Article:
Letting go of titles..

When I started grad school my end objective was one that every student strives for.. finding an epic job. I wanted the title and the ability to work with children and teens in a really great library setting. Being a official Librarian was a huge goal for me. So, after graduation I hit the job search as hard as I could, determined to find the perfect fit. Unfortunately, life threw a pretty big curve ball into the mix with a surgery that took me out of the hunt for 4 months.

A few months after recovery I found it. The perfect job with the perfect title and duties. Luckily I got it.

Youth Services Librarian…  Yeah, it was awesome!

I had made it into the world of Library folk. I was going to do big and wonderful things. I could add that title to my resume and FB profile. I was a real Librarian! I just forgot one small thing.. Titles aren’t everything. Especially when you refuse to acknowledge your limitations.

I often joke with my parents that if they had had more kids I wouldn’t have ended up with all the defective genes. My health is not the greatest and not the worst. It hovers right smack dab in the middle with a slight lean to the left that keeps me from running any marathons. It also has limited my employment status more than I care to admit. So, after the big surgery that was supposed to fix everything; I was extremely optimistic that I had finally overcome and could move into full time employment status. I ignored my Doctors recommendations and pretty much decided that I was going to do it all no matter what.

Yeah.. bad idea. Six months into my full time job my body pretty much gave up. I was in the middle of the Summer Reading program at our library when it all fell apart. If you have ever done SRP in a public library you know that it takes Herculean strength at times to get through the day. It is not just busy, it is manic. Don’t get me wrong.. it is also really fun. But you need a decent immune system to help you through it.

I ended up in the Doctor’s office with more tests and the recommendation that I go part-time before I got to the point where I would (and I quote my very serious Doctor) “never work again.” Whoa.. wait? Never work again?  Give up my full time job? Are you kidding me?? Yep, kids she was very serious. I was very stubborn. I didn’t want to give it up. Wouldn’t that mean I was a failure? That I couldn’t hack it as a Librarian?

Thankfully, I am blessed with a super supportive Mister and great friends who gave me wonderful advice. It wasn’t what I wanted to hear, but they said it anyway and I finally listened. But, it was still hard. I loved being a Youth Services Librarian. I felt like I had finally made it in life. My whole focus was on success and my silly job title. Yep.. obsessed with a title. Kinda sad right? I could delve into the cultural influence and yada, yada, blah, blah.. But I won’t. It was my own silly notion that I couldn’t be successful unless I was a full time employee that got me in that place.

After weeks of mulling it over and lots of whining that I am not proud of at all; I decided enough was enough. I walked in and sat down with my bosses and tearfully we all discussed my options. I am very blessed to work with compassionate people who don’t just see it’s employees as a means to an end. We found a solution and I walked away feeling more relief that I ever imagined.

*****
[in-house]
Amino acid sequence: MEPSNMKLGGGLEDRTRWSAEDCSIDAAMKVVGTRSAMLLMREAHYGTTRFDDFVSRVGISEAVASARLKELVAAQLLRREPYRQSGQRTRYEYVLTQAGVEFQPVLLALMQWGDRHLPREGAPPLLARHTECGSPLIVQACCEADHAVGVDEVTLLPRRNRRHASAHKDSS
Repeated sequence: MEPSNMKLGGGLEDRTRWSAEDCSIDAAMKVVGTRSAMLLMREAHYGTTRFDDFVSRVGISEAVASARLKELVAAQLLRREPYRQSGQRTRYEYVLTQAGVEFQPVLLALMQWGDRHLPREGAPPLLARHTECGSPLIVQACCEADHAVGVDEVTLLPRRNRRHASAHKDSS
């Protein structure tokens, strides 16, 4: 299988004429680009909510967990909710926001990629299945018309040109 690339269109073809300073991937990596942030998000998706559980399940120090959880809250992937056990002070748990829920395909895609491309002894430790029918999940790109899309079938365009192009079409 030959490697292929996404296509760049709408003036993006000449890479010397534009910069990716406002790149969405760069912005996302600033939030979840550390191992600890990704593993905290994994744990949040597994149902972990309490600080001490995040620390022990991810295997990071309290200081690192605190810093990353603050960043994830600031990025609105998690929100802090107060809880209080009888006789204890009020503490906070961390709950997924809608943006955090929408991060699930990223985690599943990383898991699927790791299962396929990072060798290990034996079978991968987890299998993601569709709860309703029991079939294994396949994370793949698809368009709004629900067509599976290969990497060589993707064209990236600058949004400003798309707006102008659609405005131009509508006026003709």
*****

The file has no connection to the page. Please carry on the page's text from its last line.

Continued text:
I gave it up.. That silly title and the notion that I couldn’t be a real librarian without it. I chose my health and my future over business cards and a sense of superiority. It was hard. Holy wow was it hard. But, let me tell you how much better my journey is because of it.

A part-time Teen position opened up soon after and I am happy to say that I got it. I also really wanted the job. I love Teens. They are so much fun to work with and provide a way different dynamic than working with the little guys. They are wacky, funny, challenging, and pretty amazing even when they are difficult. This is where I needed to be. I feel at home in my skin and in my job. The title… who cares! I am still a Librarian who can make a difference.

With this came an attitude shift that needed to happen. I have stopped worrying about my resume and my accomplishments. I now know that it’s about the patrons and serving them to the best of my ability. I couldn’t do that when I was sick and miserable. Now, I am joyfully looking forward to my days and what new things I can do for the teens and our library to make it a better place. Yes, there are still stresses and not enough time in a day but it’s manageable. I love it!

Maybe someday I can do full time again or maybe I won’t. I know that being a librarian is not limited to what or how you work. It is a ingrained ability that is always there even if it is not on your name badge. I am more that the sum of my parts, abilities, or lack there of. The future is shiny thing that I can’t wait to discover each each week when I walk into the library doors.

VEB

 

 

1 Comment

  1. thejedilibrarian

    I too have some “defective genes” as you say. I had a birth defect that I had two childhood surgeries for and I have another incurable problem that will always have the potential to rear its ugly head. I was sick for years unable to figure out what it was, turns out my problem was rearing its head and I had to have surgery. In addition to this, I have scoliosis, fused vertabre, and bulging disk so I can’t pick anything up. But I work around it the best I can. You are right that title isn’t everything, you don’t have to be full time to be a Librarian. As long as you have the degree you are a Librarian in my opinion.

    Like

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